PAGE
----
Julieta by Pedro Almodovar paints a portrait of women on a background of drama in a film without real breath or relief, rather austere, that leaves one puzzled.
Julieta (Emma Suàrez) remains heartbroken by the absence of her daughter Antia who left her when she turned eighteen and gave no news since. During a chance encounter on a street in Madrid, Beatriz (Michelle Jenner), her daughter’s best friend, tells her that she recently met her daughter, who now has three children. Deeply shocked, Julieta ends her relationship and projects with Lorenzo (Dario Grandinetti), rents an apartment in the building she used to live in and plunges into the past by writing to her daughter. Flashback: another Julieta (Adriana Ugarte) appears, thirty years ago…
First night of love in the tragic train
Julieta’s encounter with Xoan, Antia’s father, took place on a train, when the young woman leaves her compartment, as the mature man who just sit in front of her wants to talk. In the restaurant car where she seeks refuge, Xoan (Dalien Grao), is young and attractive… Suddenly, the train brakes in emergency: the man the young woman left in the compartment, just committed suicide.
Later, he replacement as ancient literature teacher finished, Julieta joins Xoan, a fisherman who do not appear to experience the crisis: he goes fishing seemingly when he wants and he has a maid, Marian (Rossy de Palma), to care about his pretty house by the seaside – and about his privacy. The first night of love in the tragic train turns into passion that will bring the birth of Antia.
Cruel abandonment of his daughter
The fatality wants that following a dispute over Xoan’s (benign!) sleeping around with his childhood friend, the sculptor Ava (Inma Cuesta), Julieta cold-shoulder Xoan who goes fishing when the sea is already rough. The storm that will follow will engulf his ship. Julieta moves to Madrid in the apartment of the mother of Beatriz, Antia’s friend of (who has a maid too). The two girls become inseparable, and take care of Julieta, devastated, in the grips of a depression. Once she enjoys life again, Julieta and Antia move into an apartment near that of Beatriz, as the two girls are inseparable.
Third ordeal for Julieta: the cruel rebuff she suffers from Antia who, gone to spiritual retreat, decides to live on her own by excluding her mother without explanation. To add hurt to injury, she learns the news from the mouth of the leader of the “spiritual retreat” in the mountain (well, even she has a maid, who serves tea…).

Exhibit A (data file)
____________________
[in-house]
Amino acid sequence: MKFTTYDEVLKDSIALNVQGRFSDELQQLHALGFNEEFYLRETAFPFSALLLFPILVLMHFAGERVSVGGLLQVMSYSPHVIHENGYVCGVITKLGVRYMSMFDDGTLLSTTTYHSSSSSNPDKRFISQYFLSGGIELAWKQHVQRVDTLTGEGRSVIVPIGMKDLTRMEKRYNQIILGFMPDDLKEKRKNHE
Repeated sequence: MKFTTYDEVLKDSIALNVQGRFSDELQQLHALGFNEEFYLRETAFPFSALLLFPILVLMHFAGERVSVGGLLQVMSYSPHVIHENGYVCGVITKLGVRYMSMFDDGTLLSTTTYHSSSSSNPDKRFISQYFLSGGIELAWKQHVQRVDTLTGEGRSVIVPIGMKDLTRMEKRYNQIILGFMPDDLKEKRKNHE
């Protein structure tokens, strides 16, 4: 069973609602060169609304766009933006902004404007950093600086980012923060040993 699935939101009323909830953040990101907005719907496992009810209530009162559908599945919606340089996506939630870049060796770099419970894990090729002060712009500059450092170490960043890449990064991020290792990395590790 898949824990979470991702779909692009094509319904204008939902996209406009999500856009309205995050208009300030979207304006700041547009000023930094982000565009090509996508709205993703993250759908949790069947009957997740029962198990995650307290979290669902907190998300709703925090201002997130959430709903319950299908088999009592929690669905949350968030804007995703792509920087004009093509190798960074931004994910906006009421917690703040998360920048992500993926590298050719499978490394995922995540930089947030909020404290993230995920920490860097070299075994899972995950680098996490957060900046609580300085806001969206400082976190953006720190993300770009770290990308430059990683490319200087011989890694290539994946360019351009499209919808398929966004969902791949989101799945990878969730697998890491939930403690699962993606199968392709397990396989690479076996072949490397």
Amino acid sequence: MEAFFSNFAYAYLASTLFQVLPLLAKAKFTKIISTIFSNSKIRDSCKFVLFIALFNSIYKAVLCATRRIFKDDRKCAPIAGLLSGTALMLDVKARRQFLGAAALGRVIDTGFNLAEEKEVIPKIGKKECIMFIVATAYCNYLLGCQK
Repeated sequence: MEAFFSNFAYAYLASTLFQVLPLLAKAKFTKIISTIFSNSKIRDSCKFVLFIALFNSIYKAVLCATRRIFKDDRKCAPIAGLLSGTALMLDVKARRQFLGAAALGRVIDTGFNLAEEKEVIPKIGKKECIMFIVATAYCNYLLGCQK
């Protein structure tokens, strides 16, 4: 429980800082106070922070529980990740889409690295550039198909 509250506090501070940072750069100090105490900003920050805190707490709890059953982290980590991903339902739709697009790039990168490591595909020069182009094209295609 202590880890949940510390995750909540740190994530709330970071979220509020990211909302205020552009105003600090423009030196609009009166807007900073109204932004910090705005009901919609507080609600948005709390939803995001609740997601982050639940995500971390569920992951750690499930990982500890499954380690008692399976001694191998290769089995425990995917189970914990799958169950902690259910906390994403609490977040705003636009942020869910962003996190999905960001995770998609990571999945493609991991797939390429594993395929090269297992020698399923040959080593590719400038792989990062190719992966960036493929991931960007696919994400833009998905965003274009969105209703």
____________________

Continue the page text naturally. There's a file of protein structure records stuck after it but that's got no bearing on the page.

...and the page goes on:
Cascading collateral damage
Over the scenes, the psychological mechanisms of this drama are tensioned, but they are rather limp… The story is scarcely credible. We even get bored, waiting for something exciting to happen. People leave the theater… We stay, because it’s Almodovar, all this will take shape, right? Well… not that much.
Especially that, if everything is beautifully filmed, with footages artistically using the perspectives, one “feels” the work behind the staging, which takes one away from the story. The mother-daughter relationships are not really explored. Hence, we are surprised when we learn the reasons why Antia fled her mother and her friend Beatriz. The acting is not really convincing, sometimes laborious, as if the protagonists didn’t themselves believe in that story of cascading guilt, of tragedies causing collateral damage from mother to daughter…
The most full-bodied role, the more real, is still that of Marian, the “raven” who enjoys peddling uncomfortable truths.
Julieta is the twentieth feature film of the Spanish master, big darling of the Festival, and the sixth selected in Competition after All About My Mother (Best Director Award in 1999), Bad Education (2004), Volver (Best Screenplay in 2006), Broken Embraces (2009) and The Skin I Live In (2011).
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